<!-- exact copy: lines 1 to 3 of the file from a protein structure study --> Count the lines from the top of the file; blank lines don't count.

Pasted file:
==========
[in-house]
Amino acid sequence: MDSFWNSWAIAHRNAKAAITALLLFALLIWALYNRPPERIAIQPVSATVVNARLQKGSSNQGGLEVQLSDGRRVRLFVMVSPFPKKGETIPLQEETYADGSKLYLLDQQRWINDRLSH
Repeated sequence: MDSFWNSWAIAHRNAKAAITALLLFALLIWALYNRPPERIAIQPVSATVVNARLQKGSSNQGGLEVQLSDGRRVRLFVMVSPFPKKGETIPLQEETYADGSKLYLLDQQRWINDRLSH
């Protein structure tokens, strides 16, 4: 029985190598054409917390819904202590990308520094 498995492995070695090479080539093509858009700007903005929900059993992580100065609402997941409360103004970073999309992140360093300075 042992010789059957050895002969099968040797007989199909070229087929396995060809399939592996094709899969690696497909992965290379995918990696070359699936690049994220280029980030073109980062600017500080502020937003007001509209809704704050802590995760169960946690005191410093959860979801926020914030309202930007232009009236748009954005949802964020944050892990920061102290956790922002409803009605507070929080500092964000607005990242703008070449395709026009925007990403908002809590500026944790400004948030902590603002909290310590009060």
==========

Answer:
[in-house]
Amino acid sequence: MDSFWNSWAIAHRNAKAAITALLLFALLIWALYNRPPERIAIQPVSATVVNARLQKGSSNQGGLEVQLSDGRRVRLFVMVSPFPKKGETIPLQEETYADGSKLYLLDQQRWINDRLSH
Repeated sequence: MDSFWNSWAIAHRNAKAAITALLLFALLIWALYNRPPERIAIQPVSATVVNARLQKGSSNQGGLEVQLSDGRRVRLFVMVSPFPKKGETIPLQEETYADGSKLYLLDQQRWINDRLSH